“Of him, personally, I know nothing. I was always on the eve of seeing him when we were abroad, but, most provokingly, I was always too early or too late, or too something or other, and we have never met; but I heard of him perpetually-his wealth, and taste, and good looks, and talent, and, above all, his fastidiousness. Is he not very fastidious ?”

“I really don't know."

“Is he indeed so handsome, then ? What sort of style is he? Don't you know him very well? But of course you must, as he is coming here."

“ Yes, I have known him a long time. I don't know much about what you call his style ; he is, however, a great lady-killer."

“ Is he, indeed ? How delightful!"

“ How is it delightful ? As a trial of strength ?-on the when Greek meets Greek' principle ?"

“Exactly! Somebody wept because he had no more kingdoms to conquer, and I can quite understand the feeling."

“I dare say. Therefore, I suppose, you have beforehand determined on the subjugation of my poor friend Serle ?"

“ You must confess there would be some triumph in conquering so invulnerable a man.”

“Fortresses are only invulnerable when the attacking force is unequal to the task of reducing them.”

“I am quite curious to see this wonderful man, about whom you both seem so much excited,” said Laura. “Do you like him, George? I have never heard you say much about him, nor do I think I have ever heard him particularly spoken about by any one."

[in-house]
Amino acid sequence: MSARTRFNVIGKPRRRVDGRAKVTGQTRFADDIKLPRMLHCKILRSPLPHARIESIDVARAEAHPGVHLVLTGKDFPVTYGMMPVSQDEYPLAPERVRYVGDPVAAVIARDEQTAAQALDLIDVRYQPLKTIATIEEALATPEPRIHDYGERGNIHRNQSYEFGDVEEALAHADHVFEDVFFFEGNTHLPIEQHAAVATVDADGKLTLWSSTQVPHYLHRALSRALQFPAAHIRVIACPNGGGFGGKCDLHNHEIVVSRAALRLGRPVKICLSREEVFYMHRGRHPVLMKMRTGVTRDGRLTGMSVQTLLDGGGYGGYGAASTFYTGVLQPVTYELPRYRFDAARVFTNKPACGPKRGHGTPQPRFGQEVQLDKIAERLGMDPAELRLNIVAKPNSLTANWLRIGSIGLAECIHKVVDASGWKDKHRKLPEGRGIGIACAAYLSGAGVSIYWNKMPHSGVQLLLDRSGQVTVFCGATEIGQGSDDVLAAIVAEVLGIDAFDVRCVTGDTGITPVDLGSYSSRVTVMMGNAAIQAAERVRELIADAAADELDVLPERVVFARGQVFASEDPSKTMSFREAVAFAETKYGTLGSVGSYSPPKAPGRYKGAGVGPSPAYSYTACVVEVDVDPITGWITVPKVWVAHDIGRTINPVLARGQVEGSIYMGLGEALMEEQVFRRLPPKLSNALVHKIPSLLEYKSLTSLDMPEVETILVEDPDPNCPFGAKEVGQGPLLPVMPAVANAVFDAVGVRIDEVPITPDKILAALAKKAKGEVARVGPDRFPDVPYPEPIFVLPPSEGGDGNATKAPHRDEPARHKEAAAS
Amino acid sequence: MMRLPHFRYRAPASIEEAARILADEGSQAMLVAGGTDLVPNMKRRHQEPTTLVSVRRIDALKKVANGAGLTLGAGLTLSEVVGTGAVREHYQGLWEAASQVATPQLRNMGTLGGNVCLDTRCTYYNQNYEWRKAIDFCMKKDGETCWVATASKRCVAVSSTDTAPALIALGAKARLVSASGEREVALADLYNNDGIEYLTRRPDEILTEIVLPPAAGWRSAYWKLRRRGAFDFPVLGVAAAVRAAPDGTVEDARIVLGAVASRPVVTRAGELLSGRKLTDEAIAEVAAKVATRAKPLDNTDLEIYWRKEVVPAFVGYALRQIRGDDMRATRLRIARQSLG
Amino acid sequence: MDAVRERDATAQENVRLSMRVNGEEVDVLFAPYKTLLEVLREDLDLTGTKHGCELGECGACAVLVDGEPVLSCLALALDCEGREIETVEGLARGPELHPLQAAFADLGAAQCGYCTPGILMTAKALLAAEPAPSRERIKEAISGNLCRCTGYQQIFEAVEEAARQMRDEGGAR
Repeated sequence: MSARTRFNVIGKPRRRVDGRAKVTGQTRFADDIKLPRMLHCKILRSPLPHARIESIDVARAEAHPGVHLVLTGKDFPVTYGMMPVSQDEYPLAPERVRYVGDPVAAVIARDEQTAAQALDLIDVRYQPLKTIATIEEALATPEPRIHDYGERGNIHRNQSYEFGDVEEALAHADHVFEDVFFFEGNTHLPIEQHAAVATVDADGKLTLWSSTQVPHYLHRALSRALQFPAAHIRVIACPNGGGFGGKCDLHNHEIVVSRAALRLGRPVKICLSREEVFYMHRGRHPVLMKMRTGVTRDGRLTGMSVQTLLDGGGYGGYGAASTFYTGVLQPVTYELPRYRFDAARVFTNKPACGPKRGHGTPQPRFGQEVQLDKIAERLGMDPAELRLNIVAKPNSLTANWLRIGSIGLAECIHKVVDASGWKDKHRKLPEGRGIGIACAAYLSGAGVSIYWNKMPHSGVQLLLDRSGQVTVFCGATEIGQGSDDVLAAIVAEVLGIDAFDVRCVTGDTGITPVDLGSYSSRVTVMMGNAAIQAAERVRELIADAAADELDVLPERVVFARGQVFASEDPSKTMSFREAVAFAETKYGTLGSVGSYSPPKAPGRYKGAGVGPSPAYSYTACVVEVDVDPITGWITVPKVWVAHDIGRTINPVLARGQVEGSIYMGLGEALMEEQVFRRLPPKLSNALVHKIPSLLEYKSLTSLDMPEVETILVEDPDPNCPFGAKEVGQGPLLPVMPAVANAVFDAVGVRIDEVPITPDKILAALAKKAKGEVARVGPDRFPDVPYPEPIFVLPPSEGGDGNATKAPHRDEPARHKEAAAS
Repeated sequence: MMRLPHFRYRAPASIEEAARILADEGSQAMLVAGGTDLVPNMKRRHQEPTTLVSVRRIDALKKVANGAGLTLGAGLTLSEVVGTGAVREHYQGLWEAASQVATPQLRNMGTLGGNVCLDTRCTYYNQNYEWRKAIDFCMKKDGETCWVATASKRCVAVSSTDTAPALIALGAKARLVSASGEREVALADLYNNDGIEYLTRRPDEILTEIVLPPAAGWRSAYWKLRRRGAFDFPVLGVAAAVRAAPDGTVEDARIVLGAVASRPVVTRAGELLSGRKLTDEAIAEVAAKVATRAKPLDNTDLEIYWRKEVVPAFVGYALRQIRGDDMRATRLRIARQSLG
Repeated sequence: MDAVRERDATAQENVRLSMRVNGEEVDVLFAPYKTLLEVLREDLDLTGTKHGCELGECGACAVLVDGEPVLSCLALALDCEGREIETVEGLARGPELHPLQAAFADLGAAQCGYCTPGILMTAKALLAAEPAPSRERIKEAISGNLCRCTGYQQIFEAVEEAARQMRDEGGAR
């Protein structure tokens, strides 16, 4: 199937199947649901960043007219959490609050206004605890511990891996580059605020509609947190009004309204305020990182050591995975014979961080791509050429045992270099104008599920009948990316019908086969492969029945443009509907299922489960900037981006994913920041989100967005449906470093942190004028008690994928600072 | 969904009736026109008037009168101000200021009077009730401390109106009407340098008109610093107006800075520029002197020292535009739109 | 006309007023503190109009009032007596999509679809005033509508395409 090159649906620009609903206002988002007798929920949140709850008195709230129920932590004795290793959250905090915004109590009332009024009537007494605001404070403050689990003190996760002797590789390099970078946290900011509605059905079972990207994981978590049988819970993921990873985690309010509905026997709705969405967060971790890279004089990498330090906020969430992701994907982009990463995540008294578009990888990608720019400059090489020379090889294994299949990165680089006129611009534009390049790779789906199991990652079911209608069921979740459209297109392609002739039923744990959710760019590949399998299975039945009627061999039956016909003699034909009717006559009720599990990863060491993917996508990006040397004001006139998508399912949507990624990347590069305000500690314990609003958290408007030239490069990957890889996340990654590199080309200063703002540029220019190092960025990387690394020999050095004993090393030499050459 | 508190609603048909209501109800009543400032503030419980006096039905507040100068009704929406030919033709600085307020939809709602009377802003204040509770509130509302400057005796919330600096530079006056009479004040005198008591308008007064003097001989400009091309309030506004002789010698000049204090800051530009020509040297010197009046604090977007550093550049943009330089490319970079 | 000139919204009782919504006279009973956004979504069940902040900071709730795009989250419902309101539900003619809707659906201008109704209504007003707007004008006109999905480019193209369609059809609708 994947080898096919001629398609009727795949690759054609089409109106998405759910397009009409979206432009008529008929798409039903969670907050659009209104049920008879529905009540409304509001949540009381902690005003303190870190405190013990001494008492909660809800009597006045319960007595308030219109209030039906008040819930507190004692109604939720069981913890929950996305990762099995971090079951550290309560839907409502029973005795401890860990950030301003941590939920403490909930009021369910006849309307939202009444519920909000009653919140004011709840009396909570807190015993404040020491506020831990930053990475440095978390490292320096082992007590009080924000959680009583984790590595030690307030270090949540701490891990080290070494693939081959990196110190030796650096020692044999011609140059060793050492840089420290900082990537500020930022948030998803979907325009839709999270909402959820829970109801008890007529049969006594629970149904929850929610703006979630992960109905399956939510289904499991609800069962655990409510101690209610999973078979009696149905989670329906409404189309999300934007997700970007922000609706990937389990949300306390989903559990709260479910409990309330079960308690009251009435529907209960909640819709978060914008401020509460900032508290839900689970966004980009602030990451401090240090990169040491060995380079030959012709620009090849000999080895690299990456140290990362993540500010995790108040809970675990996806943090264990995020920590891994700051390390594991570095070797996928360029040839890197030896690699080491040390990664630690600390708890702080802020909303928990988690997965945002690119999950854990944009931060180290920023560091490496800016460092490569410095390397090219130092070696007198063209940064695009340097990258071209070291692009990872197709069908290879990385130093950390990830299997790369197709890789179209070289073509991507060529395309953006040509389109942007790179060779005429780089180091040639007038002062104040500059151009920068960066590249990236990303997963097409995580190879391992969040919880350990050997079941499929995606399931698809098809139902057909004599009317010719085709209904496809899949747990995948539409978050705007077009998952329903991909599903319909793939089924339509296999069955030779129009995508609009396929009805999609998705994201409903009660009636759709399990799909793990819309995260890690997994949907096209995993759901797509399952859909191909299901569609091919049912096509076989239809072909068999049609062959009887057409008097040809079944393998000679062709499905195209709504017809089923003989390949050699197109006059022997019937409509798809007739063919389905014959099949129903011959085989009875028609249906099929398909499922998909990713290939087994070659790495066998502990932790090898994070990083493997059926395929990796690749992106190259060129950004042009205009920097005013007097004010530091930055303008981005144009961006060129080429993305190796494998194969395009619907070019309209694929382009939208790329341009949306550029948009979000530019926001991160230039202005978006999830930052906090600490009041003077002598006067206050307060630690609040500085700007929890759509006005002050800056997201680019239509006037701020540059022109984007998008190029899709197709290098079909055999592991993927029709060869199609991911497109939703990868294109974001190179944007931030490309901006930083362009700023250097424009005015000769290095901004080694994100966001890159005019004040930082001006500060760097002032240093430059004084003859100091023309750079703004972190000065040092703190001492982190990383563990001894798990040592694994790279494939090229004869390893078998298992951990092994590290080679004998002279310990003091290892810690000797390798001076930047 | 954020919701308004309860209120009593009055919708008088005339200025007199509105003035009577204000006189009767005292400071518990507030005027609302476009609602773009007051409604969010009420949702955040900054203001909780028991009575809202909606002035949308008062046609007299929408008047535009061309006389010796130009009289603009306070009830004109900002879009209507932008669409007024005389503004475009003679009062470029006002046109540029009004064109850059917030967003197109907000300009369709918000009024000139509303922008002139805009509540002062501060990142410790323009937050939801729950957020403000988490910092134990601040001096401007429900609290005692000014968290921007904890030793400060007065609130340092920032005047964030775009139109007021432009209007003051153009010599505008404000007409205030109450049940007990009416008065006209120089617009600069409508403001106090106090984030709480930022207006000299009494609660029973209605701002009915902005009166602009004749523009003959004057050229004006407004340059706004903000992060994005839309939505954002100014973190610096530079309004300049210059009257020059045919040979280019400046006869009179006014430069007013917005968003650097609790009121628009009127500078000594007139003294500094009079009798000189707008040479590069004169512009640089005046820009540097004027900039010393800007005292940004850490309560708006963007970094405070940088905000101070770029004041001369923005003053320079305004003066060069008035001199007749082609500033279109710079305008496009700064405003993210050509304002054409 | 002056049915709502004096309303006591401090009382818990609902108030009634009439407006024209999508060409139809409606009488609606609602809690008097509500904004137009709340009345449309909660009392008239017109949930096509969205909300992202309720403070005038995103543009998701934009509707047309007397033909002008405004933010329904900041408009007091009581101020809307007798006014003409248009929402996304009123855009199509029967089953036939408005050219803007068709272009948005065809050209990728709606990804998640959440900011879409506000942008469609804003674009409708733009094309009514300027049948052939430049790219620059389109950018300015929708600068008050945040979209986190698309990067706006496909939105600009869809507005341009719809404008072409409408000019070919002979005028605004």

“Oh yes, I like him quite well enough for all the purposes of our intercourse. I can't say we are especial friends. Now that I come to think of it, indeed, I confess I have no especial liking for him, but we are in the same set, and think alike on many points. And Serle is a fine fellow, and the fashion. It is the thing to have him at one's place; he is really so wonderfully clever, and enjoys everything with so much verve, that things are always sure to go pleasantly when he is there.—But you had better be careful, lest you should be beaten at your own game," added he, turning to Adelaide.

“What do you mean ?" asked Adelaide, with that innocent upward look which was so effective from her dark blue eyes, with their long, gold-tipped lashes.

"I speak in riddles,” returned the colonel. “I should say that Sir John would be a more promising quarry-two years a widower, and notoriously desirous of filling the vacant shrine with a new goddess."

“I don't like widowers," said Adelaide, with a pretty shrug of her shoulders ; " mementoes of the dear deceased are apt to bore one after a while. No, I shall have nothing to say to Sir John, but I insist on an explanation of your meaning all the same."

“I can tell you, I am sure,” said Laura. “ Lord Serle is said to be an adept at flirtation; and you, too, Adelaide, are rather clever in that way, so that George naturally thinks it possible you may be worsted in the game."

Adelaide flushed angrily.